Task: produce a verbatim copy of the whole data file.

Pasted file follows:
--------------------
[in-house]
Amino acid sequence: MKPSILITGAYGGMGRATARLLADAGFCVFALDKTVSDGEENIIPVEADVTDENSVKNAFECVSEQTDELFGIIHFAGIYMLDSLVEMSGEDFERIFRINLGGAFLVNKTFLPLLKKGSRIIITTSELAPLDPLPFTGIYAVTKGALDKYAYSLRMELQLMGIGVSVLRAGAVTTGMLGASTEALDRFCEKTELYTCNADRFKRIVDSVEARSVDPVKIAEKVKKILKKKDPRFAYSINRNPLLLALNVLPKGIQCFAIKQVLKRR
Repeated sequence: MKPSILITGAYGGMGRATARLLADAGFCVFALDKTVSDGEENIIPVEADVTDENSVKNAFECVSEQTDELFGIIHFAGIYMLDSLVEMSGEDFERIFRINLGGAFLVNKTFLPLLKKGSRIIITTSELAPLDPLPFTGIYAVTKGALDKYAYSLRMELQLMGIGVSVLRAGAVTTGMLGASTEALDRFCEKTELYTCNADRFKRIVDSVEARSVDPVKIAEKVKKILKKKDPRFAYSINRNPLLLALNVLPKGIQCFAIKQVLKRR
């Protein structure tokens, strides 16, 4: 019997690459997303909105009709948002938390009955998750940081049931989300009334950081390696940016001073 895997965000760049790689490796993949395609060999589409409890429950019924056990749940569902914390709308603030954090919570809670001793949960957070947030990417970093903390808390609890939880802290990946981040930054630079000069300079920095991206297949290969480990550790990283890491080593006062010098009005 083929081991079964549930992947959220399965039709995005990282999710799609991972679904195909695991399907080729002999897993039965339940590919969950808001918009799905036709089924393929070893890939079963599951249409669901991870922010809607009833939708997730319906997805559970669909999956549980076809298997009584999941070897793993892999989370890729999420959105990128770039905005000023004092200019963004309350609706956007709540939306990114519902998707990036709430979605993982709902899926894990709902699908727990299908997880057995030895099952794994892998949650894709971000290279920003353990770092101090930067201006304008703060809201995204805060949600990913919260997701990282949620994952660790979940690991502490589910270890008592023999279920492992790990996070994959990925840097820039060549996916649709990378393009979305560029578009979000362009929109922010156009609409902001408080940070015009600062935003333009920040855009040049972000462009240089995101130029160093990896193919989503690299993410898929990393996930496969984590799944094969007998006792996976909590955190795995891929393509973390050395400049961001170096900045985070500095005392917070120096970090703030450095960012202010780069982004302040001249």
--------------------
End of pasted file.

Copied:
[in-house]
Amino acid sequence: MKPSILITGAYGGMGRATARLLADAGFCVFALDKTVSDGEENIIPVEADVTDENSVKNAFECVSEQTDELFGIIHFAGIYMLDSLVEMSGEDFERIFRINLGGAFLVNKTFLPLLKKGSRIIITTSELAPLDPLPFTGIYAVTKGALDKYAYSLRMELQLMGIGVSVLRAGAVTTGMLGASTEALDRFCEKTELYTCNADRFKRIVDSVEARSVDPVKIAEKVKKILKKKDPRFAYSINRNPLLLALNVLPKGIQCFAIKQVLKRR
Repeated sequence: MKPSILITGAYGGMGRATARLLADAGFCVFALDKTVSDGEENIIPVEADVTDENSVKNAFECVSEQTDELFGIIHFAGIYMLDSLVEMSGEDFERIFRINLGGAFLVNKTFLPLLKKGSRIIITTSELAPLDPLPFTGIYAVTKGALDKYAYSLRMELQLMGIGVSVLRAGAVTTGMLGASTEALDRFCEKTELYTCNADRFKRIVDSVEARSVDPVKIAEKVKKILKKKDPRFAYSINRNPLLLALNVLPKGIQCFAIKQVLKRR
């Protein structure tokens, strides 16, 4: 019997690459997303909105009709948002938390009955998750940081049931989300009334950081390696940016001073 895997965000760049790689490796993949395609060999589409409890429950019924056990749940569902914390709308603030954090919570809670001793949960957070947030990417970093903390808390609890939880802290990946981040930054630079000069300079920095991206297949290969480990550790990283890491080593006062010098009005 083929081991079964549930992947959220399965039709995005990282999710799609991972679904195909695991399907080729002999897993039965339940590919969950808001918009799905036709089924393929070893890939079963599951249409669901991870922010809607009833939708997730319906997805559970669909999956549980076809298997009584999941070897793993892999989370890729999420959105990128770039905005000023004092200019963004309350609706956007709540939306990114519902998707990036709430979605993982709902899926894990709902699908727990299908997880057995030895099952794994892998949650894709971000290279920003353990770092101090930067201006304008703060809201995204805060949600990913919260997701990282949620994952660790979940690991502490589910270890008592023999279920492992790990996070994959990925840097820039060549996916649709990378393009979305560029578009979000362009929109922010156009609409902001408080940070015009600062935003333009920040855009040049972000462009240089995101130029160093990896193919989503690299993410898929990393996930496969984590799944094969007998006792996976909590955190795995891929393509973390050395400049961001170096900045985070500095005392917070120096970090703030450095960012202010780069982004302040001249």